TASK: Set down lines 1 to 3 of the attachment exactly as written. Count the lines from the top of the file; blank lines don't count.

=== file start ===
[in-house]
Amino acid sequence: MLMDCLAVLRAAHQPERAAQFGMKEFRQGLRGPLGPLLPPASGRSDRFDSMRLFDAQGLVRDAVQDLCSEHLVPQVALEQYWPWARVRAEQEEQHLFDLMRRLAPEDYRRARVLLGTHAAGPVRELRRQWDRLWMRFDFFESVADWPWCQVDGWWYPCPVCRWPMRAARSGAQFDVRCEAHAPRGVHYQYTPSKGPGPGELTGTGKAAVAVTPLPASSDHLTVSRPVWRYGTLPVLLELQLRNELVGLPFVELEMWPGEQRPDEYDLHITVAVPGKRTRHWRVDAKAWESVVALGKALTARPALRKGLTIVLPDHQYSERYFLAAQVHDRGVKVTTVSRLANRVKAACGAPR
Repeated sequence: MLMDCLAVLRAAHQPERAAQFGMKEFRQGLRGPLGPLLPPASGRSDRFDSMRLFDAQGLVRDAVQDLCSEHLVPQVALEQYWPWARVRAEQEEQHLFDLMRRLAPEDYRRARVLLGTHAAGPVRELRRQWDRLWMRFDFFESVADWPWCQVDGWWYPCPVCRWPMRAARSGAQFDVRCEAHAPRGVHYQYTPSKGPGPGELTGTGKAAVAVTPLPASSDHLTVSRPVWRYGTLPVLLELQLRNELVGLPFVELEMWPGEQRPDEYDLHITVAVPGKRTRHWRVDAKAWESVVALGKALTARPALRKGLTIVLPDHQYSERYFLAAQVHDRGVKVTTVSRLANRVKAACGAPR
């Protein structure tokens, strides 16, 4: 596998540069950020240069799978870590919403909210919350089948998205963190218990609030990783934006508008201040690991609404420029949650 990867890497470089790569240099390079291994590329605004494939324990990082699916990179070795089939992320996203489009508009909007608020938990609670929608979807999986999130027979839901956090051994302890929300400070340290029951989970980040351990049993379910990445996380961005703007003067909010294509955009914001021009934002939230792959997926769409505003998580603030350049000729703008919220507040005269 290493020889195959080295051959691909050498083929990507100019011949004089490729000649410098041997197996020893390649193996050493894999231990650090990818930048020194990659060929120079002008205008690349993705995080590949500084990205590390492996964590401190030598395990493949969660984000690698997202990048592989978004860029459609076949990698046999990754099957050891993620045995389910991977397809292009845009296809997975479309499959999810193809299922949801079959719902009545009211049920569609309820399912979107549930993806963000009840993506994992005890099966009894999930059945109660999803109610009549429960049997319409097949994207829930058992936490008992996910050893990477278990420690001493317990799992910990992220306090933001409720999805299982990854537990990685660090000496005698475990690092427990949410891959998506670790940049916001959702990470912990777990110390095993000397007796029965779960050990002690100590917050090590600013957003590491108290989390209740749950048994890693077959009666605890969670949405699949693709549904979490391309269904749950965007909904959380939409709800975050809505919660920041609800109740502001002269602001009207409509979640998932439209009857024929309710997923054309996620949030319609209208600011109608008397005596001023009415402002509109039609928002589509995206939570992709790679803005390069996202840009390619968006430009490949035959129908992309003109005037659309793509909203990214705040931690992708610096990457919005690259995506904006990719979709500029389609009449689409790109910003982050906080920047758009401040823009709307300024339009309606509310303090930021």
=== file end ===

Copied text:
[in-house]
Amino acid sequence: MLMDCLAVLRAAHQPERAAQFGMKEFRQGLRGPLGPLLPPASGRSDRFDSMRLFDAQGLVRDAVQDLCSEHLVPQVALEQYWPWARVRAEQEEQHLFDLMRRLAPEDYRRARVLLGTHAAGPVRELRRQWDRLWMRFDFFESVADWPWCQVDGWWYPCPVCRWPMRAARSGAQFDVRCEAHAPRGVHYQYTPSKGPGPGELTGTGKAAVAVTPLPASSDHLTVSRPVWRYGTLPVLLELQLRNELVGLPFVELEMWPGEQRPDEYDLHITVAVPGKRTRHWRVDAKAWESVVALGKALTARPALRKGLTIVLPDHQYSERYFLAAQVHDRGVKVTTVSRLANRVKAACGAPR
Repeated sequence: MLMDCLAVLRAAHQPERAAQFGMKEFRQGLRGPLGPLLPPASGRSDRFDSMRLFDAQGLVRDAVQDLCSEHLVPQVALEQYWPWARVRAEQEEQHLFDLMRRLAPEDYRRARVLLGTHAAGPVRELRRQWDRLWMRFDFFESVADWPWCQVDGWWYPCPVCRWPMRAARSGAQFDVRCEAHAPRGVHYQYTPSKGPGPGELTGTGKAAVAVTPLPASSDHLTVSRPVWRYGTLPVLLELQLRNELVGLPFVELEMWPGEQRPDEYDLHITVAVPGKRTRHWRVDAKAWESVVALGKALTARPALRKGLTIVLPDHQYSERYFLAAQVHDRGVKVTTVSRLANRVKAACGAPR